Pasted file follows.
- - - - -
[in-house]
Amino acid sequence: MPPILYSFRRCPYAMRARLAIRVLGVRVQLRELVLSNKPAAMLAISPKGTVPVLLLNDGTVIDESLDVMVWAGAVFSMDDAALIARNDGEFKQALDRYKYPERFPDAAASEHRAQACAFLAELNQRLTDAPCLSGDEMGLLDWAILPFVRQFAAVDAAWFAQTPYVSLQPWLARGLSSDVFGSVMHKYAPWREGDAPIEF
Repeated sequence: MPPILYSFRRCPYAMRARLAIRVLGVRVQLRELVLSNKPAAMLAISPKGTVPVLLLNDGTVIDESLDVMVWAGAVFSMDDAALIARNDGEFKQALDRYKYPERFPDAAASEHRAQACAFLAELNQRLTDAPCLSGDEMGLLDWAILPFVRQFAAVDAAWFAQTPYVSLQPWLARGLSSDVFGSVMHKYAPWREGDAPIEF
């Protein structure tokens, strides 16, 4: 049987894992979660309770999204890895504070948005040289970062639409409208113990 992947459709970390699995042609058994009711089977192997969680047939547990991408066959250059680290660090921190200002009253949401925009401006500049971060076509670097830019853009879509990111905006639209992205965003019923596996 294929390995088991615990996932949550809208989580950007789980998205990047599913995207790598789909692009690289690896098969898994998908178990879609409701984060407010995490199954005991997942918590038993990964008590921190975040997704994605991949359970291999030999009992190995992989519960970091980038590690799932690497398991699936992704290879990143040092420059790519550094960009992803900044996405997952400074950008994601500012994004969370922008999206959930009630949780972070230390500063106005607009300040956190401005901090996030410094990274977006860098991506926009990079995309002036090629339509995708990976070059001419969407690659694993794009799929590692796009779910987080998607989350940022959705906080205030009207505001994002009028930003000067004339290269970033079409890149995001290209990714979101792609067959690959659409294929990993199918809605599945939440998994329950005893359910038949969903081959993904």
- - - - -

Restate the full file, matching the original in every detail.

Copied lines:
[in-house]
Amino acid sequence: MPPILYSFRRCPYAMRARLAIRVLGVRVQLRELVLSNKPAAMLAISPKGTVPVLLLNDGTVIDESLDVMVWAGAVFSMDDAALIARNDGEFKQALDRYKYPERFPDAAASEHRAQACAFLAELNQRLTDAPCLSGDEMGLLDWAILPFVRQFAAVDAAWFAQTPYVSLQPWLARGLSSDVFGSVMHKYAPWREGDAPIEF
Repeated sequence: MPPILYSFRRCPYAMRARLAIRVLGVRVQLRELVLSNKPAAMLAISPKGTVPVLLLNDGTVIDESLDVMVWAGAVFSMDDAALIARNDGEFKQALDRYKYPERFPDAAASEHRAQACAFLAELNQRLTDAPCLSGDEMGLLDWAILPFVRQFAAVDAAWFAQTPYVSLQPWLARGLSSDVFGSVMHKYAPWREGDAPIEF
């Protein structure tokens, strides 16, 4: 049987894992979660309770999204890895504070948005040289970062639409409208113990 992947459709970390699995042609058994009711089977192997969680047939547990991408066959250059680290660090921190200002009253949401925009401006500049971060076509670097830019853009879509990111905006639209992205965003019923596996 294929390995088991615990996932949550809208989580950007789980998205990047599913995207790598789909692009690289690896098969898994998908178990879609409701984060407010995490199954005991997942918590038993990964008590921190975040997704994605991949359970291999030999009992190995992989519960970091980038590690799932690497398991699936992704290879990143040092420059790519550094960009992803900044996405997952400074950008994601500012994004969370922008999206959930009630949780972070230390500063106005607009300040956190401005901090996030410094990274977006860098991506926009990079995309002036090629339509995708990976070059001419969407690659694993794009799929590692796009779910987080998607989350940022959705906080205030009207505001994002009028930003000067004339290269970033079409890149995001290209990714979101792609067959690959659409294929990993199918809605599945939440998994329950005893359910038949969903081959993904």